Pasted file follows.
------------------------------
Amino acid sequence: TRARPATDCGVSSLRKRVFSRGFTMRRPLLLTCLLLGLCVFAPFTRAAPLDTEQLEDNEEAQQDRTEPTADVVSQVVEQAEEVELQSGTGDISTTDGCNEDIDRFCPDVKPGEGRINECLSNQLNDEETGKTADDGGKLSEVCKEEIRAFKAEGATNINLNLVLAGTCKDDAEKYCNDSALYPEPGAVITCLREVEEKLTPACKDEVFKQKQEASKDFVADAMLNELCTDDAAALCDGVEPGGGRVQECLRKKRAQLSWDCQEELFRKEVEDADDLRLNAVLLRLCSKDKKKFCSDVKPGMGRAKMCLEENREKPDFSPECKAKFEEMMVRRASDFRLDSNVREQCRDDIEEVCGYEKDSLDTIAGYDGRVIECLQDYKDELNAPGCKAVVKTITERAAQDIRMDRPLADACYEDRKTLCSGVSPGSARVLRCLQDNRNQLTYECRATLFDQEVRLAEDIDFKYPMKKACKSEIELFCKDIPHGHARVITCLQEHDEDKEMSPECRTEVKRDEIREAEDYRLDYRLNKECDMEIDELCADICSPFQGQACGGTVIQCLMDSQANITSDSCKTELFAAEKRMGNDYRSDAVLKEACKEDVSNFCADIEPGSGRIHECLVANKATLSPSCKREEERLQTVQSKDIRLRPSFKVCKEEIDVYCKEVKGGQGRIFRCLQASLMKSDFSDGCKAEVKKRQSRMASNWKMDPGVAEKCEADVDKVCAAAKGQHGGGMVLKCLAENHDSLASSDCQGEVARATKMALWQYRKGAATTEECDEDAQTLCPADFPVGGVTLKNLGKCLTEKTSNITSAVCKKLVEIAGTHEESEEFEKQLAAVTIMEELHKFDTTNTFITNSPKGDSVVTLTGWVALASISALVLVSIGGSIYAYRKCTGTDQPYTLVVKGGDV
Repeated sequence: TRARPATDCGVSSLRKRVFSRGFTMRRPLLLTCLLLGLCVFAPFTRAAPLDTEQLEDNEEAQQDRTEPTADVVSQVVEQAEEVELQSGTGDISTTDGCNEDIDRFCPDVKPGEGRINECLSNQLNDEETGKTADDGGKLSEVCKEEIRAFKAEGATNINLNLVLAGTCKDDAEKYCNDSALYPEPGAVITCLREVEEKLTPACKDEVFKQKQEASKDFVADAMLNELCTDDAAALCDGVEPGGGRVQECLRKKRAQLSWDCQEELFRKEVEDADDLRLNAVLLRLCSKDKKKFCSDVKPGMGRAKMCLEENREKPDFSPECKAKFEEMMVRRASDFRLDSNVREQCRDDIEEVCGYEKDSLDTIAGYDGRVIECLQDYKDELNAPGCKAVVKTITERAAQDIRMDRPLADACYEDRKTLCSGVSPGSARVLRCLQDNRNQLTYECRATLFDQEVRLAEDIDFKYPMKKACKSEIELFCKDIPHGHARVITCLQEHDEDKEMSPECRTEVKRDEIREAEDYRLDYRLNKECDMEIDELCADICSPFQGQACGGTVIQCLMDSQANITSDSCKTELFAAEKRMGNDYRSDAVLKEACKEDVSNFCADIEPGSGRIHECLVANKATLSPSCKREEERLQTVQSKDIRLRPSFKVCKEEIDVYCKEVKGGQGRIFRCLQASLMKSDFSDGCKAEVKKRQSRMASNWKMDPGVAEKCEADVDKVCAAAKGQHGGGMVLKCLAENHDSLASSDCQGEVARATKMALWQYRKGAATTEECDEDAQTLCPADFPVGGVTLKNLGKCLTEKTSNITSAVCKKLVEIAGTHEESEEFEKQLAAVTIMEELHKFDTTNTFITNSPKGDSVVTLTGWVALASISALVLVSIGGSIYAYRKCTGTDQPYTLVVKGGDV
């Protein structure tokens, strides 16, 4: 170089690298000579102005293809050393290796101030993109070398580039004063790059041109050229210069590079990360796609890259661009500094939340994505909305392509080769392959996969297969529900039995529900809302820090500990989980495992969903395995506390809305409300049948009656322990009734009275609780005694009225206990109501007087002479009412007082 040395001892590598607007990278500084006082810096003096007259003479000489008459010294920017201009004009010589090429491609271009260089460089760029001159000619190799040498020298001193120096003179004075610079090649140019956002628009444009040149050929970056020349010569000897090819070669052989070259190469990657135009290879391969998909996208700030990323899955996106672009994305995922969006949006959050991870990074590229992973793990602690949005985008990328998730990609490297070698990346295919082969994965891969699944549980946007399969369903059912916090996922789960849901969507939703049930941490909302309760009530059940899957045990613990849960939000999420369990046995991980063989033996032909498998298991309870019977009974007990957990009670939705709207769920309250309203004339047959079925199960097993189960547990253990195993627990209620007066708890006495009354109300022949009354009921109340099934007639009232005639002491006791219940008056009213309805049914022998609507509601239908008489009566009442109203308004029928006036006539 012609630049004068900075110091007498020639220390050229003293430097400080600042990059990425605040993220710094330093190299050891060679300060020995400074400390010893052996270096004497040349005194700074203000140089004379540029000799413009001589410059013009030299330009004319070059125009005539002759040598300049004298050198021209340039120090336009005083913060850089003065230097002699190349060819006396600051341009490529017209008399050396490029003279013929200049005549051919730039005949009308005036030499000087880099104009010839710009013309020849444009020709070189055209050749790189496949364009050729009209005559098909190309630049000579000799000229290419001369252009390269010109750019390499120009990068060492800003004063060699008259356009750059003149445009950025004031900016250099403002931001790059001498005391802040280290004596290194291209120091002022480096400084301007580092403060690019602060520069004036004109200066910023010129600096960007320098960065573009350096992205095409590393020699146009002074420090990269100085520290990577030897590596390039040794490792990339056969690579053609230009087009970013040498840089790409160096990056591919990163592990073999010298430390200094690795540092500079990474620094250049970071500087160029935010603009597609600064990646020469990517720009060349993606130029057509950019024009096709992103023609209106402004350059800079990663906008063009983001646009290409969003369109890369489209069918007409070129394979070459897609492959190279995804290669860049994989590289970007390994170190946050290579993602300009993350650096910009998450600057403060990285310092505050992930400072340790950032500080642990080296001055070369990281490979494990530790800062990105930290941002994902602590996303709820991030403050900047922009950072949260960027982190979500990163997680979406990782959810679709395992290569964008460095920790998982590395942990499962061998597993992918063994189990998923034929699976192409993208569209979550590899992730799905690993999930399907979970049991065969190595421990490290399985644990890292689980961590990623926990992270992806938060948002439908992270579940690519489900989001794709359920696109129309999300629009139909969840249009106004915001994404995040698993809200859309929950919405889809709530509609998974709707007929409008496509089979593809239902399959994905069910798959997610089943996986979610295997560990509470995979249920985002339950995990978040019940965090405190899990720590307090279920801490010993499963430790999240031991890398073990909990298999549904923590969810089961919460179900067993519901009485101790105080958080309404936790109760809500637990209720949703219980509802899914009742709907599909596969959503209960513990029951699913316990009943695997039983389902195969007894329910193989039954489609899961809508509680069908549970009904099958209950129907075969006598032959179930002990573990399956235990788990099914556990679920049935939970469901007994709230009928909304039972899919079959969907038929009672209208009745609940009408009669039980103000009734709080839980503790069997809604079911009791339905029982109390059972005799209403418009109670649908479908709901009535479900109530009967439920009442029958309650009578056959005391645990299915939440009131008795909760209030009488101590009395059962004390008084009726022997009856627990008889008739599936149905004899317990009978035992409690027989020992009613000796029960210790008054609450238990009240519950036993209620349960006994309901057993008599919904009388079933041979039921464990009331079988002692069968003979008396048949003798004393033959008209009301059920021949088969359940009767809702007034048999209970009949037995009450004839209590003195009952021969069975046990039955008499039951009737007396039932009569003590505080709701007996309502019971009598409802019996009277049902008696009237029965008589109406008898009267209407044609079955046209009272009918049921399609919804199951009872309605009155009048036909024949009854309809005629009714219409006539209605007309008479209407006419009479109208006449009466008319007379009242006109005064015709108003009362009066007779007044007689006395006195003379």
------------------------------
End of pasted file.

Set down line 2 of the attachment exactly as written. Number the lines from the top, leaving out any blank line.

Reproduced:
Repeated sequence: TRARPATDCGVSSLRKRVFSRGFTMRRPLLLTCLLLGLCVFAPFTRAAPLDTEQLEDNEEAQQDRTEPTADVVSQVVEQAEEVELQSGTGDISTTDGCNEDIDRFCPDVKPGEGRINECLSNQLNDEETGKTADDGGKLSEVCKEEIRAFKAEGATNINLNLVLAGTCKDDAEKYCNDSALYPEPGAVITCLREVEEKLTPACKDEVFKQKQEASKDFVADAMLNELCTDDAAALCDGVEPGGGRVQECLRKKRAQLSWDCQEELFRKEVEDADDLRLNAVLLRLCSKDKKKFCSDVKPGMGRAKMCLEENREKPDFSPECKAKFEEMMVRRASDFRLDSNVREQCRDDIEEVCGYEKDSLDTIAGYDGRVIECLQDYKDELNAPGCKAVVKTITERAAQDIRMDRPLADACYEDRKTLCSGVSPGSARVLRCLQDNRNQLTYECRATLFDQEVRLAEDIDFKYPMKKACKSEIELFCKDIPHGHARVITCLQEHDEDKEMSPECRTEVKRDEIREAEDYRLDYRLNKECDMEIDELCADICSPFQGQACGGTVIQCLMDSQANITSDSCKTELFAAEKRMGNDYRSDAVLKEACKEDVSNFCADIEPGSGRIHECLVANKATLSPSCKREEERLQTVQSKDIRLRPSFKVCKEEIDVYCKEVKGGQGRIFRCLQASLMKSDFSDGCKAEVKKRQSRMASNWKMDPGVAEKCEADVDKVCAAAKGQHGGGMVLKCLAENHDSLASSDCQGEVARATKMALWQYRKGAATTEECDEDAQTLCPADFPVGGVTLKNLGKCLTEKTSNITSAVCKKLVEIAGTHEESEEFEKQLAAVTIMEELHKFDTTNTFITNSPKGDSVVTLTGWVALASISALVLVSIGGSIYAYRKCTGTDQPYTLVVKGGDV